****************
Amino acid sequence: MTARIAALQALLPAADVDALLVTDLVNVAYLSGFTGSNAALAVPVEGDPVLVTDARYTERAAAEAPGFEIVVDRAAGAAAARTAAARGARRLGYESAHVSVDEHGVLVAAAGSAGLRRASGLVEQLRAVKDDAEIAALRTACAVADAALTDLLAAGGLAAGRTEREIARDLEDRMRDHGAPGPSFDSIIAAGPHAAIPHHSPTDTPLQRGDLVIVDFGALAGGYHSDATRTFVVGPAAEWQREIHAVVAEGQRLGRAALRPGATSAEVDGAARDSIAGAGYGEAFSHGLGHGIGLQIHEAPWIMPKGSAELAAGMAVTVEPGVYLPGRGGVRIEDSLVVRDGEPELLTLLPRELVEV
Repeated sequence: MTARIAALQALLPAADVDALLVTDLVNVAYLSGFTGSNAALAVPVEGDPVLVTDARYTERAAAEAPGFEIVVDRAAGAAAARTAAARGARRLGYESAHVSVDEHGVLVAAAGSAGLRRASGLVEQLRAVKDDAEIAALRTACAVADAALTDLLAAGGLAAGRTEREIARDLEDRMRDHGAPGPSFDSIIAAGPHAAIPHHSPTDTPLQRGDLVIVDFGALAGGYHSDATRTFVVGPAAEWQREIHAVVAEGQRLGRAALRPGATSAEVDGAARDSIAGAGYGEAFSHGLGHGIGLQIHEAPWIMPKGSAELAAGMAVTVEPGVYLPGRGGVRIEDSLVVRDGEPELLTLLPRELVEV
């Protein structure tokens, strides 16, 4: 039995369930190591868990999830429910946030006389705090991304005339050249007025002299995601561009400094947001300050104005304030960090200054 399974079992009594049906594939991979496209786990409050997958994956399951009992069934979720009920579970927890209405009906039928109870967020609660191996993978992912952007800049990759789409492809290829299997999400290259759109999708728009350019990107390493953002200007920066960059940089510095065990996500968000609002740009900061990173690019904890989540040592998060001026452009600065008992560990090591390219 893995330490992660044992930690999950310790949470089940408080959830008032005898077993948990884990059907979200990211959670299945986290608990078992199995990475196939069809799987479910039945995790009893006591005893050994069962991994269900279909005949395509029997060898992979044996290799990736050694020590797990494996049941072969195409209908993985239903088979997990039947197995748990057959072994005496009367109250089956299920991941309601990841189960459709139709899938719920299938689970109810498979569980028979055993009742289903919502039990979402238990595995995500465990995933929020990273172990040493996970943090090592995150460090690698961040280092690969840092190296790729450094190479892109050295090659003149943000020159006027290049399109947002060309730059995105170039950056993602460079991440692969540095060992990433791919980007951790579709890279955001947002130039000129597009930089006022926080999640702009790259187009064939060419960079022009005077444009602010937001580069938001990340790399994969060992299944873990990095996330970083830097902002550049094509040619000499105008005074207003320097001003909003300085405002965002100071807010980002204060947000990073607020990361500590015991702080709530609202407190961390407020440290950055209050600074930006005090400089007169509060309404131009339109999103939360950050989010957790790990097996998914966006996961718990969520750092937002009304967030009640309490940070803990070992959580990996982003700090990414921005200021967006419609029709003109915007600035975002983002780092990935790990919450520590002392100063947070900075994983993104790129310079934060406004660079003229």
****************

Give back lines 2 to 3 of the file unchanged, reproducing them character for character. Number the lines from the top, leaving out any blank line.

Repeated sequence: MTARIAALQALLPAADVDALLVTDLVNVAYLSGFTGSNAALAVPVEGDPVLVTDARYTERAAAEAPGFEIVVDRAAGAAAARTAAARGARRLGYESAHVSVDEHGVLVAAAGSAGLRRASGLVEQLRAVKDDAEIAALRTACAVADAALTDLLAAGGLAAGRTEREIARDLEDRMRDHGAPGPSFDSIIAAGPHAAIPHHSPTDTPLQRGDLVIVDFGALAGGYHSDATRTFVVGPAAEWQREIHAVVAEGQRLGRAALRPGATSAEVDGAARDSIAGAGYGEAFSHGLGHGIGLQIHEAPWIMPKGSAELAAGMAVTVEPGVYLPGRGGVRIEDSLVVRDGEPELLTLLPRELVEV
């Protein structure tokens, strides 16, 4: 039995369930190591868990999830429910946030006389705090991304005339050249007025002299995601561009400094947001300050104005304030960090200054 399974079992009594049906594939991979496209786990409050997958994956399951009992069934979720009920579970927890209405009906039928109870967020609660191996993978992912952007800049990759789409492809290829299997999400290259759109999708728009350019990107390493953002200007920066960059940089510095065990996500968000609002740009900061990173690019904890989540040592998060001026452009600065008992560990090591390219 893995330490992660044992930690999950310790949470089940408080959830008032005898077993948990884990059907979200990211959670299945986290608990078992199995990475196939069809799987479910039945995790009893006591005893050994069962991994269900279909005949395509029997060898992979044996290799990736050694020590797990494996049941072969195409209908993985239903088979997990039947197995748990057959072994005496009367109250089956299920991941309601990841189960459709139709899938719920299938689970109810498979569980028979055993009742289903919502039990979402238990595995995500465990995933929020990273172990040493996970943090090592995150460090690698961040280092690969840092190296790729450094190479892109050295090659003149943000020159006027290049399109947002060309730059995105170039950056993602460079991440692969540095060992990433791919980007951790579709890279955001947002130039000129597009930089006022926080999640702009790259187009064939060419960079022009005077444009602010937001580069938001990340790399994969060992299944873990990095996330970083830097902002550049094509040619000499105008005074207003320097001003909003300085405002965002100071807010980002204060947000990073607020990361500590015991702080709530609202407190961390407020440290950055209050600074930006005090400089007169509060309404131009339109999103939360950050989010957790790990097996998914966006996961718990969520750092937002009304967030009640309490940070803990070992959580990996982003700090990414921005200021967006419609029709003109915007600035975002983002780092990935790990919450520590002392100063947070900075994983993104790129310079934060406004660079003229």